Tell us more about your organization/company (1 sentence and website URL)
War Child protects childhood in war zones through education, opportunity and justice while also raising public awareness around the impact of war on children and the shared responsibility to act. www.warchild.ca
Organization Filing Status
Yes, we are a registered non-profit.
In 3-4 sentences, tell us the inspiration or story that encouraged you to start this project.
In 2015, our Founder and Executive Director Dr. Samantha Nutt returned from Afghanistan and swore she’d met their future President, a 15 year old girl named Fruzan who was participating in our youth leadership program. Her peers elected her to represent their concerns at a national shura – or, council – in Kabul. She said “when I was at Parliament and talking to the deputy minister and parliamentarians, I felt empowered and responsible – and I thought that maybe this is my future.”
Please explain how your selected topic areas are influenced, in the local context of your project (1,000 characters).
In conflict-affected countries the population is incredibly young. In Uganda the median age is 15, in South Sudan it is 18. In Afghanistan, 43% of the population is under 14. When planning any form of humanitarian development work it is essential to incorporate the voices and viewpoints of young people. Linking them up with an international agency like War Child increases confidence and optimism that peace in their lifetime is possible and globally supported. Youth in conflict zones are one side of our bridge – peace – through the work they do in their community. The other end of that bridge – prosperity – is grounded in Canada where public support can drive change on an economic and political scale. A collective youth voice is powerful, as we’ve seen recently in US gun regulation protests. Harnessing the energy of Canadian youth will contribute to prosperity through advocacy, fundraising for sustainable development projects, and public awareness about the impact of war on children.
Who will work alongside your organization in the project idea? (1,000 characters)
Our overseas Country Directors will be of incredible value to these projects. They are trusted members of youth programming and can guide our Canadian teams through the specifics of how projects are launched, managed and measured. Our local implementation teams, who are always local community members, will facilitate access and discussion with local youth that have graduated from, or are actively participating in, local youth empowerment programs. In Canada, we will work with high schools to prototype concepts and identify pilot program participants. We will also draw on experiences from our social sector peers that have developed effective youth programming, as well as the experiences of our counterparts in War Child Holland and War Child UK.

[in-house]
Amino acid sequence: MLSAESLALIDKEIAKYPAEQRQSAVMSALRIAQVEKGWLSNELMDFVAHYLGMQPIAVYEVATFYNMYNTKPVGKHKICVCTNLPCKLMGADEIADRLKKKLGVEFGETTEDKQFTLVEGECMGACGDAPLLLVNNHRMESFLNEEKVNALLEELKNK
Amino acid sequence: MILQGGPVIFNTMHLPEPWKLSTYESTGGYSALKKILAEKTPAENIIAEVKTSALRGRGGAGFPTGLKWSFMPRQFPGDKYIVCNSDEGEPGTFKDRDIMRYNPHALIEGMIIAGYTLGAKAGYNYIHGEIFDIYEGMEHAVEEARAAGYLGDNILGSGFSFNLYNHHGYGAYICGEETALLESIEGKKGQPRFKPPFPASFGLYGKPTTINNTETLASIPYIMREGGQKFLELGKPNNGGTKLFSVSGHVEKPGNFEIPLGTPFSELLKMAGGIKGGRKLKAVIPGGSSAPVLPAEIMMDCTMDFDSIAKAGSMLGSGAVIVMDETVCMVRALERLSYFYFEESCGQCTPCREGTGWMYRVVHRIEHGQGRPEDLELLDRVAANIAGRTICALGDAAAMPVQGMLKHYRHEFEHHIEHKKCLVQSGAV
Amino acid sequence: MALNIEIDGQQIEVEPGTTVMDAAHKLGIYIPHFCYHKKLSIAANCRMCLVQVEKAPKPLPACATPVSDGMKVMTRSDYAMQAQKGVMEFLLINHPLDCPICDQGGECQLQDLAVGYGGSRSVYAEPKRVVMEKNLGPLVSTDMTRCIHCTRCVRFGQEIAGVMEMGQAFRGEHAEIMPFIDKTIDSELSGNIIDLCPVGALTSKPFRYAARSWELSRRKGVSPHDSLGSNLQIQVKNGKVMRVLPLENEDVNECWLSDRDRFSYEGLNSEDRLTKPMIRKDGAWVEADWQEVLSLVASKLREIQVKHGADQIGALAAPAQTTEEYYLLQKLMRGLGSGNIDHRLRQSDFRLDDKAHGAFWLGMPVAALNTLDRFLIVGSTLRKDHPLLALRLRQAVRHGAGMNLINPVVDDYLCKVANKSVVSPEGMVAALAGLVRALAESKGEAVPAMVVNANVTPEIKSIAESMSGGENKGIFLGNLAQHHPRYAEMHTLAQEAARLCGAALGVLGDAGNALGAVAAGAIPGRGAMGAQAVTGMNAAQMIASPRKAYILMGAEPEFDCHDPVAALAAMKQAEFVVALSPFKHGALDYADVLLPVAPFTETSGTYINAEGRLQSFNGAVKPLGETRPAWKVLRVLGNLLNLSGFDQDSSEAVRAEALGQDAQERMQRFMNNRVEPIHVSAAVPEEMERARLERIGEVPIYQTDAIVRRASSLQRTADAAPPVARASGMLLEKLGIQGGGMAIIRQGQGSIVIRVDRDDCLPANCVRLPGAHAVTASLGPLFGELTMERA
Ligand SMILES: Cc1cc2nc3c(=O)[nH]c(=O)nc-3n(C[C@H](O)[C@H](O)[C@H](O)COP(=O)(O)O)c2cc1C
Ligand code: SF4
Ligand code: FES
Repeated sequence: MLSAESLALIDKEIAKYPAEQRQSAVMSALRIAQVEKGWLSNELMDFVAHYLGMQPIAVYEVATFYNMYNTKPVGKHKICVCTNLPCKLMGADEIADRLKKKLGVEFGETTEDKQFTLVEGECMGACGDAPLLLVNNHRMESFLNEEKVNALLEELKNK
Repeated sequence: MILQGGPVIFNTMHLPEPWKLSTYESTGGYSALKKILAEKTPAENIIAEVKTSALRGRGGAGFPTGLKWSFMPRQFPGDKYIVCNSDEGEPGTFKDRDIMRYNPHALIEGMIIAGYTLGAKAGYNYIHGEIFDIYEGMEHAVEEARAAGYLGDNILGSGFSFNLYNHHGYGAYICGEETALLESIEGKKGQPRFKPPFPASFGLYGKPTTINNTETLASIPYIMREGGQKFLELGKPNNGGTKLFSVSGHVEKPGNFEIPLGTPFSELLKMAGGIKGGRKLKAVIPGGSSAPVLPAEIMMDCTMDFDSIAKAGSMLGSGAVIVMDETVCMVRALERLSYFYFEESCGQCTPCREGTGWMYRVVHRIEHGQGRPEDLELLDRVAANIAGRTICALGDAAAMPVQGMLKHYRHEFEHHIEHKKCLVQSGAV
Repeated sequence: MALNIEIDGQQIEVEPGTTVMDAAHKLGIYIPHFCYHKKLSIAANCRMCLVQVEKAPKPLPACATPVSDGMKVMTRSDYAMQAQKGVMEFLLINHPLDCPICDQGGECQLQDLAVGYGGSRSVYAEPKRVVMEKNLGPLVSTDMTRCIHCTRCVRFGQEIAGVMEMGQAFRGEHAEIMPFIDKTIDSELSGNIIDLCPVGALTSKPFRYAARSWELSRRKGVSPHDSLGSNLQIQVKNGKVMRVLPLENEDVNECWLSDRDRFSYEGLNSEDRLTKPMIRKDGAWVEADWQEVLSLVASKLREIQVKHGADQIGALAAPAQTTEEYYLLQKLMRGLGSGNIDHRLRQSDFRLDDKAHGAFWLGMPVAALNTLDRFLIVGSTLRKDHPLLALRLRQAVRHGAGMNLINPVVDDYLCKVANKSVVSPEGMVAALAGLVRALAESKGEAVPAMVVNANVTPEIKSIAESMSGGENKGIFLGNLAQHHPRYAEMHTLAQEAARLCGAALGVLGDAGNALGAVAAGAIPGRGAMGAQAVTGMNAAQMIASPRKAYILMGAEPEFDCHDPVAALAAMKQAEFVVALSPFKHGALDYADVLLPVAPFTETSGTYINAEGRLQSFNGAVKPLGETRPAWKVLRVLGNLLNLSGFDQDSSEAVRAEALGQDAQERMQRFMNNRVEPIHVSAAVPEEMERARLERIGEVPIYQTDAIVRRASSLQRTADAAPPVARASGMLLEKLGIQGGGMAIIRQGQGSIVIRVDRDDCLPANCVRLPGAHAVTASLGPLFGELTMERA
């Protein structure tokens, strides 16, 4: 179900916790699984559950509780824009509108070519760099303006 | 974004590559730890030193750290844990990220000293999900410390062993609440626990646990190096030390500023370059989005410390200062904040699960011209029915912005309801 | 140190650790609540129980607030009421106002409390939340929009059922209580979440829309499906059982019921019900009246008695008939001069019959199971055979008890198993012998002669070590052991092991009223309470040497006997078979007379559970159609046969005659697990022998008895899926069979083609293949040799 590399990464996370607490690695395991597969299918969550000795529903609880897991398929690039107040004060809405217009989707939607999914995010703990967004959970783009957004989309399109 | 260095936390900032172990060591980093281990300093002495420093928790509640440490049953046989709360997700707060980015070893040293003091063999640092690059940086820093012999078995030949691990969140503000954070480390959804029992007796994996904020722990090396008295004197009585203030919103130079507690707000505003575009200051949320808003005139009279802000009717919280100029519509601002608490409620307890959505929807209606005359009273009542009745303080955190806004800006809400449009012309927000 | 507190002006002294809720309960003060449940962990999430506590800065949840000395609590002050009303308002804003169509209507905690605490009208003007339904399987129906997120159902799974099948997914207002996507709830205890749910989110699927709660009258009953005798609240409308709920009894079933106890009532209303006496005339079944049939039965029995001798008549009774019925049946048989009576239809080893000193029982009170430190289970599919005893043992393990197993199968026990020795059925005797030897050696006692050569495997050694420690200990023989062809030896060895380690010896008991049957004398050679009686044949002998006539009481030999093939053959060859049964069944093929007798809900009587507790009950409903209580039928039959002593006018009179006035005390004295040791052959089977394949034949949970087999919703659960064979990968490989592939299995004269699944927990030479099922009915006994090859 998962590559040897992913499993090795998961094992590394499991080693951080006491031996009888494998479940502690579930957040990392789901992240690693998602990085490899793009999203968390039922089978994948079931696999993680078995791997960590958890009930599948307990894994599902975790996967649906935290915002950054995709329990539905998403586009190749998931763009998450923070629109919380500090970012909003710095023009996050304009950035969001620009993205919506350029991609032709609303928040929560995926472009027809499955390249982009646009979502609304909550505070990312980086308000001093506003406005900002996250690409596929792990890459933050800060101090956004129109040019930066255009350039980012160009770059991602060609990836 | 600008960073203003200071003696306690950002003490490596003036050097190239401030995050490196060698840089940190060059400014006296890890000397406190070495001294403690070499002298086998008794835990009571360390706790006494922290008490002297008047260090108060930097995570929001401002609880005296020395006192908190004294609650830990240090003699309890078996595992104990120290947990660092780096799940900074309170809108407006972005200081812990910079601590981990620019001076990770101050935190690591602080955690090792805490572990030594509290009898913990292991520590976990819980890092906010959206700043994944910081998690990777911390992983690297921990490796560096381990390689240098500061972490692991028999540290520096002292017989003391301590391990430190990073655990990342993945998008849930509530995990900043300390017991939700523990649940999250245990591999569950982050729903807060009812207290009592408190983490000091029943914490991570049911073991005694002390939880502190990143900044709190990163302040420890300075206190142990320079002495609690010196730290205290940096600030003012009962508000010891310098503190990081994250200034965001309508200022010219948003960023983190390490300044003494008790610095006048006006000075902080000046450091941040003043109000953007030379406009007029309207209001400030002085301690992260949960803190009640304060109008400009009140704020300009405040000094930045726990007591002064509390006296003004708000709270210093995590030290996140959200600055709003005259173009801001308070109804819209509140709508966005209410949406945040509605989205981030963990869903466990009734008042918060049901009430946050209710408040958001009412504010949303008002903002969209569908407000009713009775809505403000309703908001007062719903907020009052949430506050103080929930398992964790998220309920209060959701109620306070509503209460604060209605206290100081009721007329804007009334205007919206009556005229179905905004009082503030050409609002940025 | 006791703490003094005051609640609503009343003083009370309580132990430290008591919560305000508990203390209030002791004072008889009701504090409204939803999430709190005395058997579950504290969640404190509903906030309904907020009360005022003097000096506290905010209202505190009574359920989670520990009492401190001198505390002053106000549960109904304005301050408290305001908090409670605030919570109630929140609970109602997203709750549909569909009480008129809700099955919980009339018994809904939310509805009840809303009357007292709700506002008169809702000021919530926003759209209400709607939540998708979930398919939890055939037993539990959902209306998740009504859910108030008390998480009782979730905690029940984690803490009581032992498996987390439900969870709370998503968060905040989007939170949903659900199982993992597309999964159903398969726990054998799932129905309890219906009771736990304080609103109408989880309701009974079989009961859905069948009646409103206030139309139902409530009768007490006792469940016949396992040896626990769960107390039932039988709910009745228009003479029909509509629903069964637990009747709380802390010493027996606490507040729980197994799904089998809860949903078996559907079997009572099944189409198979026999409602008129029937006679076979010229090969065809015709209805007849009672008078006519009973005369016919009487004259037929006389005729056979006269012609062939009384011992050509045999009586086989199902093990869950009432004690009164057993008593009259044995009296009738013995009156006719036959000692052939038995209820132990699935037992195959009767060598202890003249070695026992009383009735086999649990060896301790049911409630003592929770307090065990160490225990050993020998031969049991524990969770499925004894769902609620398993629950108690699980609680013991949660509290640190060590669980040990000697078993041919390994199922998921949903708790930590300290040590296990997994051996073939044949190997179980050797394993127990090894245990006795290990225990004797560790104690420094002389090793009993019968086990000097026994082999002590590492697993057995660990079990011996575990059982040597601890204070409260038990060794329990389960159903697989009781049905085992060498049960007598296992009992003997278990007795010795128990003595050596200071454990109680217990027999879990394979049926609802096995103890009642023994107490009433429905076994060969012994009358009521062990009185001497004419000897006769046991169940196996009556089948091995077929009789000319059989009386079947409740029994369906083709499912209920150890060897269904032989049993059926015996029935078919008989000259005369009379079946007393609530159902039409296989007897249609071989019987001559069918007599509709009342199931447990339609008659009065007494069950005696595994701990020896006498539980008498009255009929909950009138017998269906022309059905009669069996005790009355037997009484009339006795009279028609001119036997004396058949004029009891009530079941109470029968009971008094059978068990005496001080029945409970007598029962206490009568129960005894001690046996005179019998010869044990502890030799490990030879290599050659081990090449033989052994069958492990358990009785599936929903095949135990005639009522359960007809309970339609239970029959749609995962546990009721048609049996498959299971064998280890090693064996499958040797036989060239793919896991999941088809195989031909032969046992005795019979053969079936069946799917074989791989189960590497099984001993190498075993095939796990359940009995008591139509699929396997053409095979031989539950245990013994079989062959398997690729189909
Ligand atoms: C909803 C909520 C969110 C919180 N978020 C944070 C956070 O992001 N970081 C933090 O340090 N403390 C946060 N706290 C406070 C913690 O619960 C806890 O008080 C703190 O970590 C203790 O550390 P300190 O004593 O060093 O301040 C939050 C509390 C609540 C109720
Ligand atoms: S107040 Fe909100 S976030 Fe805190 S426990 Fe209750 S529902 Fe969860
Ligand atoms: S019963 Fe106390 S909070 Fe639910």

Please share some of the top strengths identified in the community which your project will serve (500 characters)
The average age of youth where we work is well below the global average and a disproportionate number of them are heads of a household. Despite this, our experience on the ground for 20 years has revealed an incredible optimism that change is possible. They often ask what Canadians believe about these issues and what they are doing to help. Youth in conflict zones want to know that they are part of a global movement for peace, not simply the beneficiary of donations and aid.
Canada, and one of War Child’s current countries of operation: Iraq, Afghanistan, Jordan, Sudan, etc
How many months are required for the project idea? (500 characters)
Did you submit this idea to our 2017 BridgeBuilder Challenge? (Y/N)